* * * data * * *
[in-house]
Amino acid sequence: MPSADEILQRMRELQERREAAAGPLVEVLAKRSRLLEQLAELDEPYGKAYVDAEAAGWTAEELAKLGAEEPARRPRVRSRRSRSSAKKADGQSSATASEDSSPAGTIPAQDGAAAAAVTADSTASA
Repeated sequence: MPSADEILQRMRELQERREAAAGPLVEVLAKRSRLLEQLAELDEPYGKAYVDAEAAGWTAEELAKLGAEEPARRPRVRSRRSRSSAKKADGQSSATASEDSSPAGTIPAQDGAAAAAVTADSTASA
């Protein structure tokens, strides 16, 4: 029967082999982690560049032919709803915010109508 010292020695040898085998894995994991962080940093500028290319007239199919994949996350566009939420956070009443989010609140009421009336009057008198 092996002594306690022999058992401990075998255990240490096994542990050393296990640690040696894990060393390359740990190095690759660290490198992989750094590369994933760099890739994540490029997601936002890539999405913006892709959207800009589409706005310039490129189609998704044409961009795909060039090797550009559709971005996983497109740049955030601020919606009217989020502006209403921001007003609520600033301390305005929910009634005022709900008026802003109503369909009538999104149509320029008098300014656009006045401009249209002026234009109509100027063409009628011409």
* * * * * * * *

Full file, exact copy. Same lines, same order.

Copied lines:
[in-house]
Amino acid sequence: MPSADEILQRMRELQERREAAAGPLVEVLAKRSRLLEQLAELDEPYGKAYVDAEAAGWTAEELAKLGAEEPARRPRVRSRRSRSSAKKADGQSSATASEDSSPAGTIPAQDGAAAAAVTADSTASA
Repeated sequence: MPSADEILQRMRELQERREAAAGPLVEVLAKRSRLLEQLAELDEPYGKAYVDAEAAGWTAEELAKLGAEEPARRPRVRSRRSRSSAKKADGQSSATASEDSSPAGTIPAQDGAAAAAVTADSTASA
């Protein structure tokens, strides 16, 4: 029967082999982690560049032919709803915010109508 010292020695040898085998894995994991962080940093500028290319007239199919994949996350566009939420956070009443989010609140009421009336009057008198 092996002594306690022999058992401990075998255990240490096994542990050393296990640690040696894990060393390359740990190095690759660290490198992989750094590369994933760099890739994540490029997601936002890539999405913006892709959207800009589409706005310039490129189609998704044409961009795909060039090797550009559709971005996983497109740049955030601020919606009217989020502006209403921001007003609520600033301390305005929910009634005022709900008026802003109503369909009538999104149509320029008098300014656009006045401009249209002026234009109509100027063409009628011409």